Women undergoing C-section during their delivery either receive surgical staples or sutures (stitches)at the end of the operation. A new study, the largest to date, has now found out that women receiving sutures have a 57 percent less chance of wound complications than those receiving staples, thus clearly favouring the stitches over staples.
Senior author Vincenzo Berghella, M.D., director of Maternal Fetal Medicine in the Department of Obstetrics and Gynecology at Thomas Jefferson University said that the current research addressed the growing concern raised by many previous studies.
“There has been ongoing debate in the field about the use of sutures versus staples.C-sections are a common procedure in the United States, and yet we still haven’t established the best way to close these incisions.”
In the United States, a third of all deliveries are via caesarean section. In China 47 percent of deliveries are through C-sections. A 2013 study had shown that more than 50 percent of doctors preferred staples over sutures because of the ease of use, faster closing on incisions and especially in the case of overweight women where deeper incisions had been made.
“This study was designed to examine whether the evidence supports a specific closure method to decrease wound complications,” says first author, Dhanya Mackeen, MD, MPH, who was a Jefferson fellow at the time the study was conducted. “This study clearly shows that women who undergo C-section have fewer wound complications after suture closure than after staple closure,” she adds.
The study was conducted at three hospitals namely the Thomas Jefferson University Hospital, Lankenau Medical Center, and Yale-New Haven Hospital. 746 women who had a caesarean section were divided into two groups; one where they had stitches after operation and the other where staples had been used.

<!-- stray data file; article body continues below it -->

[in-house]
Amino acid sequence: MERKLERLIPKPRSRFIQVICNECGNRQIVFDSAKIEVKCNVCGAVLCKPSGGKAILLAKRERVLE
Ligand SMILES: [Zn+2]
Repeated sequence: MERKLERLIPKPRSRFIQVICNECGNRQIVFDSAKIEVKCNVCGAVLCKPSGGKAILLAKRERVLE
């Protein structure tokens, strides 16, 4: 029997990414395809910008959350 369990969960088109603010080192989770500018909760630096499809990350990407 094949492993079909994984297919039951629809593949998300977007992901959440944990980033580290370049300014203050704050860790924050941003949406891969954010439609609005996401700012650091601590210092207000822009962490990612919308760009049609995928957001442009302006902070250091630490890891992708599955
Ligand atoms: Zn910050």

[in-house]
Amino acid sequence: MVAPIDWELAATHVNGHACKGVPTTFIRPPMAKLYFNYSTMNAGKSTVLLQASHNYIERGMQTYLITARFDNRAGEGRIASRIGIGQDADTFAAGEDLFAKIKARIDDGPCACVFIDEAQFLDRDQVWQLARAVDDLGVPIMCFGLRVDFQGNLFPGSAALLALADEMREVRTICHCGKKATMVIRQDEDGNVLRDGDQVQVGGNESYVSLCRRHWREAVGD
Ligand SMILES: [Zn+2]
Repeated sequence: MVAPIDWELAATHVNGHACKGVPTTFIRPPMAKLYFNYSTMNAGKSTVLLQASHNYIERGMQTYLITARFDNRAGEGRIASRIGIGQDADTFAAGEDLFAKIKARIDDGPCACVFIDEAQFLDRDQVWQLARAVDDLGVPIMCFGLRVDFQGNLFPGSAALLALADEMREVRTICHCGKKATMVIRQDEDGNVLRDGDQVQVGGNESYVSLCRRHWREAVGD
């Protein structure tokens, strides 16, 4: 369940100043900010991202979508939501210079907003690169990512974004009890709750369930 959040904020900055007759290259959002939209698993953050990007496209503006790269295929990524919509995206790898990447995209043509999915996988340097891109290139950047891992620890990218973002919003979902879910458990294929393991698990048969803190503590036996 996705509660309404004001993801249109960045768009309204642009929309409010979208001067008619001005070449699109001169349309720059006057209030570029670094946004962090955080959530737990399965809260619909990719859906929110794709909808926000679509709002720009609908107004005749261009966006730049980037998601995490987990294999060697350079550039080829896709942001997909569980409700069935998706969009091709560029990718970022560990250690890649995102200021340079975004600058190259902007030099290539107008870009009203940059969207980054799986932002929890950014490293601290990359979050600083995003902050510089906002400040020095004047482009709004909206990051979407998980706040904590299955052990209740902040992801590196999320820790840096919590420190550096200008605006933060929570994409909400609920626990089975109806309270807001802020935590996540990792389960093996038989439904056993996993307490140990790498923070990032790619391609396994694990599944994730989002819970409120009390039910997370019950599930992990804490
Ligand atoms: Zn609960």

The researchers also made sure that both the groups had roughly equal number of obese or overweight women, women who were having their first C-section and also women who were having their second or third C-section so that these factors did not alter the results.
The researchers looked at a number of wound complications including infection, wounds that re-opened, and those that developed a build-up of fluid — either blood or lymphatic fluid — around the scar.
They found, 40 women out of 376 in the staples group had wound complications while only 18 out of the 370 patients in the suture group had wound complications. Women whose incisions were closed with stitches were 80 percent less likely to have their wound re-open to a size of 1cm or greater, than those whose C-sections were closed with staples.
Doctors prefer the ease of stapling because it is faster, but the researchers found that suturing only takes 9 minutes more than stapling and is lot safer for women ensuring less wound complications later.
“Based on these results, we recommend that C-section incisions be closed with stitches rather than staples,” says Dr. Berghella, who has written a number of evidence-based guidelines for Obstetrics and Gynecology and is also the current president of the Society for Maternal-Fetal Medicine.
It may be good for pregnant women to inform about their choices beforehand to the doctor if they are having a C-section.